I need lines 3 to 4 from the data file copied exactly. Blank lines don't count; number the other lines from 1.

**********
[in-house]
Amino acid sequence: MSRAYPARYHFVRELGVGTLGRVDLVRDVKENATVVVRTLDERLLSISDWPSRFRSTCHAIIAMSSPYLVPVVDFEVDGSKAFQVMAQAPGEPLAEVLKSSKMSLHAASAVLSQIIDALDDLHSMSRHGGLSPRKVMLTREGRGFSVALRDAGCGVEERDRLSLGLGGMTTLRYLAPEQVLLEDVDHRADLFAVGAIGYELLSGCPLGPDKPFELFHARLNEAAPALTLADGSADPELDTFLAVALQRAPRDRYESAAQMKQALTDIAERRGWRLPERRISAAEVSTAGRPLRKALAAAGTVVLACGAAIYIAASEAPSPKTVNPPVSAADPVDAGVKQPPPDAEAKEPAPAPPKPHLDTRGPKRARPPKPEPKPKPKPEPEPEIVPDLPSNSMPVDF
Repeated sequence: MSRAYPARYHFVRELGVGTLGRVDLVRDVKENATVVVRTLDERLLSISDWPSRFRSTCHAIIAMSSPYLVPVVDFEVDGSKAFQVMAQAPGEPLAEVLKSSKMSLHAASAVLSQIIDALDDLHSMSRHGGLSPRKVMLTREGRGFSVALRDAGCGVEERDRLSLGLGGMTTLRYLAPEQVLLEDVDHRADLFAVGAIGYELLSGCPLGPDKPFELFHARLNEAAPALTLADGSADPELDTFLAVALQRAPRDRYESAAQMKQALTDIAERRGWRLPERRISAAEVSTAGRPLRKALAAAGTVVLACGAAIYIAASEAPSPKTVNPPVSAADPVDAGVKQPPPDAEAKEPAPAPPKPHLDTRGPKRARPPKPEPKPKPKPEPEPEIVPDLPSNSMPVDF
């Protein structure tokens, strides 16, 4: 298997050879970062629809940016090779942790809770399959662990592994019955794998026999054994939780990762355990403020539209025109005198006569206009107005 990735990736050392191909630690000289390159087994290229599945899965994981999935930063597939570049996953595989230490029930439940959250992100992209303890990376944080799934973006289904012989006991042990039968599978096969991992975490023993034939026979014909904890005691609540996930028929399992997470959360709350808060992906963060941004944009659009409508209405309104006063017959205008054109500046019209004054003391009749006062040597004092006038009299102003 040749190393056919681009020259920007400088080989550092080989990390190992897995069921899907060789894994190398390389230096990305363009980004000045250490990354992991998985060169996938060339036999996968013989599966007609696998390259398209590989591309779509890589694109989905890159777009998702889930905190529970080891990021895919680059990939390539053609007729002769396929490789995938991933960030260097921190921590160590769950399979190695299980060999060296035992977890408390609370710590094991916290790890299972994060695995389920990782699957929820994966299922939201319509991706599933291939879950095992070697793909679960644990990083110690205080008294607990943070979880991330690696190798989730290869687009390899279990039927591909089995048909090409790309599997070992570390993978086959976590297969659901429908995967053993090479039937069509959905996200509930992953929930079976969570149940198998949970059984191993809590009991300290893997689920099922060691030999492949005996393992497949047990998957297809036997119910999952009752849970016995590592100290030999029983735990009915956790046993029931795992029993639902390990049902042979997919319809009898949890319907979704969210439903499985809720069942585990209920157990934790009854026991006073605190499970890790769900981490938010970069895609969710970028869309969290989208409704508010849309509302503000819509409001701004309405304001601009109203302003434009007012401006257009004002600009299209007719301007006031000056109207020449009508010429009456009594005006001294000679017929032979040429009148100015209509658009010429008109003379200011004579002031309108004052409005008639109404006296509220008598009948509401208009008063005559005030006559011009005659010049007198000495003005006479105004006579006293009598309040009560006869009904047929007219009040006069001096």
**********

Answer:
Repeated sequence: MSRAYPARYHFVRELGVGTLGRVDLVRDVKENATVVVRTLDERLLSISDWPSRFRSTCHAIIAMSSPYLVPVVDFEVDGSKAFQVMAQAPGEPLAEVLKSSKMSLHAASAVLSQIIDALDDLHSMSRHGGLSPRKVMLTREGRGFSVALRDAGCGVEERDRLSLGLGGMTTLRYLAPEQVLLEDVDHRADLFAVGAIGYELLSGCPLGPDKPFELFHARLNEAAPALTLADGSADPELDTFLAVALQRAPRDRYESAAQMKQALTDIAERRGWRLPERRISAAEVSTAGRPLRKALAAAGTVVLACGAAIYIAASEAPSPKTVNPPVSAADPVDAGVKQPPPDAEAKEPAPAPPKPHLDTRGPKRARPPKPEPKPKPKPEPEPEIVPDLPSNSMPVDF
């Protein structure tokens, strides 16, 4: 298997050879970062629809940016090779942790809770399959662990592994019955794998026999054994939780990762355990403020539209025109005198006569206009107005 990735990736050392191909630690000289390159087994290229599945899965994981999935930063597939570049996953595989230490029930439940959250992100992209303890990376944080799934973006289904012989006991042990039968599978096969991992975490023993034939026979014909904890005691609540996930028929399992997470959360709350808060992906963060941004944009659009409508209405309104006063017959205008054109500046019209004054003391009749006062040597004092006038009299102003 040749190393056919681009020259920007400088080989550092080989990390190992897995069921899907060789894994190398390389230096990305363009980004000045250490990354992991998985060169996938060339036999996968013989599966007609696998390259398209590989591309779509890589694109989905890159777009998702889930905190529970080891990021895919680059990939390539053609007729002769396929490789995938991933960030260097921190921590160590769950399979190695299980060999060296035992977890408390609370710590094991916290790890299972994060695995389920990782699957929820994966299922939201319509991706599933291939879950095992070697793909679960644990990083110690205080008294607990943070979880991330690696190798989730290869687009390899279990039927591909089995048909090409790309599997070992570390993978086959976590297969659901429908995967053993090479039937069509959905996200509930992953929930079976969570149940198998949970059984191993809590009991300290893997689920099922060691030999492949005996393992497949047990998957297809036997119910999952009752849970016995590592100290030999029983735990009915956790046993029931795992029993639902390990049902042979997919319809009898949890319907979704969210439903499985809720069942585990209920157990934790009854026991006073605190499970890790769900981490938010970069895609969710970028869309969290989208409704508010849309509302503000819509409001701004309405304001601009109203302003434009007012401006257009004002600009299209007719301007006031000056109207020449009508010429009456009594005006001294000679017929032979040429009148100015209509658009010429008109003379200011004579002031309108004052409005008639109404006296509220008598009948509401208009008063005559005030006559011009005659010049007198000495003005006479105004006579006293009598309040009560006869009904047929007219009040006069001096």